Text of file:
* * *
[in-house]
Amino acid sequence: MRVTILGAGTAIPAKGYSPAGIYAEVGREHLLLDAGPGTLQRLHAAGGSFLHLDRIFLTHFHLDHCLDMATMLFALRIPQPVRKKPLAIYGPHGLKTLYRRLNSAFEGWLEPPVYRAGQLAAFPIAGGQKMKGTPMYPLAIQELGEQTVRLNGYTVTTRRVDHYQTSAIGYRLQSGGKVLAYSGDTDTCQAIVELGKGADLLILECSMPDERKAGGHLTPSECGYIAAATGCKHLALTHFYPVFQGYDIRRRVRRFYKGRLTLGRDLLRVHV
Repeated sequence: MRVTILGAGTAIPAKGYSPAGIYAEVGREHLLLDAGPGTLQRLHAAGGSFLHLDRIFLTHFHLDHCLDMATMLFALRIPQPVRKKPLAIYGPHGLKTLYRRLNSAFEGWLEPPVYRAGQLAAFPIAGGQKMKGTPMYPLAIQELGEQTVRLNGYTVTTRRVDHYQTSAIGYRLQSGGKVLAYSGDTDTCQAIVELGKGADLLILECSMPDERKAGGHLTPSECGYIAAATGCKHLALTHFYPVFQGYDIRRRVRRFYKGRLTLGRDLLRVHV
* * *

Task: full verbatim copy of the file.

[in-house]
Amino acid sequence: MRVTILGAGTAIPAKGYSPAGIYAEVGREHLLLDAGPGTLQRLHAAGGSFLHLDRIFLTHFHLDHCLDMATMLFALRIPQPVRKKPLAIYGPHGLKTLYRRLNSAFEGWLEPPVYRAGQLAAFPIAGGQKMKGTPMYPLAIQELGEQTVRLNGYTVTTRRVDHYQTSAIGYRLQSGGKVLAYSGDTDTCQAIVELGKGADLLILECSMPDERKAGGHLTPSECGYIAAATGCKHLALTHFYPVFQGYDIRRRVRRFYKGRLTLGRDLLRVHV
Repeated sequence: MRVTILGAGTAIPAKGYSPAGIYAEVGREHLLLDAGPGTLQRLHAAGGSFLHLDRIFLTHFHLDHCLDMATMLFALRIPQPVRKKPLAIYGPHGLKTLYRRLNSAFEGWLEPPVYRAGQLAAFPIAGGQKMKGTPMYPLAIQELGEQTVRLNGYTVTTRRVDHYQTSAIGYRLQSGGKVLAYSGDTDTCQAIVELGKGADLLILECSMPDERKAGGHLTPSECGYIAAATGCKHLALTHFYPVFQGYDIRRRVRRFYKGRLTLGRDLLRVHV